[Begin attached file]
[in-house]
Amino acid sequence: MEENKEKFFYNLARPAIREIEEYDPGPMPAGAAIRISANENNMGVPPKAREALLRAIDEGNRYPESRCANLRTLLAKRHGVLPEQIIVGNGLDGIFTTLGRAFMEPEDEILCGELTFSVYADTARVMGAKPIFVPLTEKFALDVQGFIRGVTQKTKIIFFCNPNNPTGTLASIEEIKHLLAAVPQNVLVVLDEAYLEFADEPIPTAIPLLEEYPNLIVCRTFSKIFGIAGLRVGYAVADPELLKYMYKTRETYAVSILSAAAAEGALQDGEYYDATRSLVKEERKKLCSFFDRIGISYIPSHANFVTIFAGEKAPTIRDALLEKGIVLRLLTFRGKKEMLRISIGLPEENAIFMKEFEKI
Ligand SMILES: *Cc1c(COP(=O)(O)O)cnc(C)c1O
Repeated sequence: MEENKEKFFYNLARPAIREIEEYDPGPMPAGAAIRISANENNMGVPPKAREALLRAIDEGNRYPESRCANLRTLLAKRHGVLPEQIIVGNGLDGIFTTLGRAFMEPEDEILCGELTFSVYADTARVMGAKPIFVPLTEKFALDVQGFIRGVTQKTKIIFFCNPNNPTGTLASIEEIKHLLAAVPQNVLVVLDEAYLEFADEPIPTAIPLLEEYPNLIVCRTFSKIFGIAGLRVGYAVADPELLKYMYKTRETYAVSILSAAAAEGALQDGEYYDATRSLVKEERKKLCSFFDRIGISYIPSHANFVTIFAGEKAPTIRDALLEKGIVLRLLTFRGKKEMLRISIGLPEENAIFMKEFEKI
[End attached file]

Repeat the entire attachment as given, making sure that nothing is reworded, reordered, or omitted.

[in-house]
Amino acid sequence: MEENKEKFFYNLARPAIREIEEYDPGPMPAGAAIRISANENNMGVPPKAREALLRAIDEGNRYPESRCANLRTLLAKRHGVLPEQIIVGNGLDGIFTTLGRAFMEPEDEILCGELTFSVYADTARVMGAKPIFVPLTEKFALDVQGFIRGVTQKTKIIFFCNPNNPTGTLASIEEIKHLLAAVPQNVLVVLDEAYLEFADEPIPTAIPLLEEYPNLIVCRTFSKIFGIAGLRVGYAVADPELLKYMYKTRETYAVSILSAAAAEGALQDGEYYDATRSLVKEERKKLCSFFDRIGISYIPSHANFVTIFAGEKAPTIRDALLEKGIVLRLLTFRGKKEMLRISIGLPEENAIFMKEFEKI
Ligand SMILES: *Cc1c(COP(=O)(O)O)cnc(C)c1O
Repeated sequence: MEENKEKFFYNLARPAIREIEEYDPGPMPAGAAIRISANENNMGVPPKAREALLRAIDEGNRYPESRCANLRTLLAKRHGVLPEQIIVGNGLDGIFTTLGRAFMEPEDEILCGELTFSVYADTARVMGAKPIFVPLTEKFALDVQGFIRGVTQKTKIIFFCNPNNPTGTLASIEEIKHLLAAVPQNVLVVLDEAYLEFADEPIPTAIPLLEEYPNLIVCRTFSKIFGIAGLRVGYAVADPELLKYMYKTRETYAVSILSAAAAEGALQDGEYYDATRSLVKEERKKLCSFFDRIGISYIPSHANFVTIFAGEKAPTIRDALLEKGIVLRLLTFRGKKEMLRISIGLPEENAIFMKEFEKI